Tuesday, March 26, 2013

You Quit Money, but Not Technology

The Man Who Quit Money by Mark Sundeen

Summary: In 2000, Daniel Suelo left his life savings—all thirty dollars of it—in a phone booth. He has been living without money—and with a newfound sense of freedom and security—ever since.

The Man Who Quit Money is an account of how one man learned to live, sanely and happily, without earning, receiving, or spending a single cent. Suelo doesn't pay taxes, or accept food stamps or welfare. He lives in caves in the Utah canyonlands, forages wild foods and gourmet discards. He no longer even carries an I.D. Yet he manages to amply fulfill not only the basic human needs-for shelter, food, and warmth-but, to an enviable degree, the universal desires for companionship, purpose, and spiritual engagement. In retracing the surprising path and guiding philosophy that led Suelo into this way of life, Sundeen raises provocative and riveting questions about our relationships with money and the decisions we all make, by default or by design—about how we live and how we might live better.

Review: An interesting story of a man who quit money along the adventures of his life marred by the narrator. 

Quitting money is certainly a great idea and I bet some of us wish they could quit money or at least not have to worry about it so much. Unfortunately, the way our society is set up does not allow people to quit money. People have debt, people spend beyond their means, people live paycheck to paycheck, people need to dip into their savings to pay for emergencies, and so forth. I honestly don't have a problem with money although I do agree that a lot about our current system of capitalism needs to be changed.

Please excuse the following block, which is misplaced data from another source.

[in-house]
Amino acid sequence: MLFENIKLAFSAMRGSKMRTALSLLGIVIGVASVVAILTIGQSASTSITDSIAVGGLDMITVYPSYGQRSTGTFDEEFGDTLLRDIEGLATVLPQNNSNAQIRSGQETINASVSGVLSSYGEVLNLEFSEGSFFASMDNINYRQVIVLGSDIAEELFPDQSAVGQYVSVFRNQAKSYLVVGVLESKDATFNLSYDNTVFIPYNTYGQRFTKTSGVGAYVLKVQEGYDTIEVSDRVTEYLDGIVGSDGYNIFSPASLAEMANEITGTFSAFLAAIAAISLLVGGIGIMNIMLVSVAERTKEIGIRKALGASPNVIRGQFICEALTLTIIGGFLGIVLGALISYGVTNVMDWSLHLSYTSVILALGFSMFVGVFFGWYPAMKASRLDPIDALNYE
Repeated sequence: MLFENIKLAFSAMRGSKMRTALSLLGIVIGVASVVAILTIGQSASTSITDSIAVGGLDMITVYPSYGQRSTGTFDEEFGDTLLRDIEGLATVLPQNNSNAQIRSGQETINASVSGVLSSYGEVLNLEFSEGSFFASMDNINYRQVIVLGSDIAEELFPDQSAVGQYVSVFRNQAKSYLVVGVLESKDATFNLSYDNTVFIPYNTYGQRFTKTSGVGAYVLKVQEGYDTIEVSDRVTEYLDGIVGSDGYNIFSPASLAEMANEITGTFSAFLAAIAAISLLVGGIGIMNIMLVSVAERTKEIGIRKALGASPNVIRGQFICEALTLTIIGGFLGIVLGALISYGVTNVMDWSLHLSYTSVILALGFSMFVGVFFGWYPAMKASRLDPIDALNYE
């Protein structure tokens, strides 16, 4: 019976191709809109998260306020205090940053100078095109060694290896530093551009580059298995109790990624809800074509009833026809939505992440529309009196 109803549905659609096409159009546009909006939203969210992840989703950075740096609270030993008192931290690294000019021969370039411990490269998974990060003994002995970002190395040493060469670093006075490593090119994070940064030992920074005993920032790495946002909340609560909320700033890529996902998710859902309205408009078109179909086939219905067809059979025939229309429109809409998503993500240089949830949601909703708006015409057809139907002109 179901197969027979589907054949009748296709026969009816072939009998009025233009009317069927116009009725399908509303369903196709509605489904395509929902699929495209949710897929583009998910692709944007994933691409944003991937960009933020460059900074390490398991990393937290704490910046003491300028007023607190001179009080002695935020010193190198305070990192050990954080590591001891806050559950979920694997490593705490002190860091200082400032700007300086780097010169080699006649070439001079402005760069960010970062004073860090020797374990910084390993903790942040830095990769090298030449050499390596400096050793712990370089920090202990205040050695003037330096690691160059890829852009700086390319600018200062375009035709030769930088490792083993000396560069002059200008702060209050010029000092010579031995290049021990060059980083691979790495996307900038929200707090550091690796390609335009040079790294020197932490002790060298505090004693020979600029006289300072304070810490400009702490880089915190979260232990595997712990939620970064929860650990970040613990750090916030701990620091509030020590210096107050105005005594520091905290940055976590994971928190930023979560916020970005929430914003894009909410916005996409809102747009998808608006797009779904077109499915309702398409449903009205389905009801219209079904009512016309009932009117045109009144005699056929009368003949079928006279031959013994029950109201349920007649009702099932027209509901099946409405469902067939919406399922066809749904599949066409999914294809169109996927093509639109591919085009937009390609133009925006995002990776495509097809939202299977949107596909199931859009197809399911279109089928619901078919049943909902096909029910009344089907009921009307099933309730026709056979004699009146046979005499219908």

I am sure Daniel is a fine person, but the narrator made him seem like a holier than thou man. I didn't agree with some of Daniel's views. An example is that he won't barter with other people yet will accept charity. Daniel has to accept a lot of charity to get by. I don't see how he is any better or worse than a person that depends on paid charity (Medicare, Medicad, Welfare, food stamps, etc). Perhaps it's an ideal, but I feel that someone who quits money should be able to self sufficient to provide for themselves and barter for what they need and don't have. 


Recommendation: I would recommend this book to those that enjoy biographies about people trying to live a different way of life than most Americans. 

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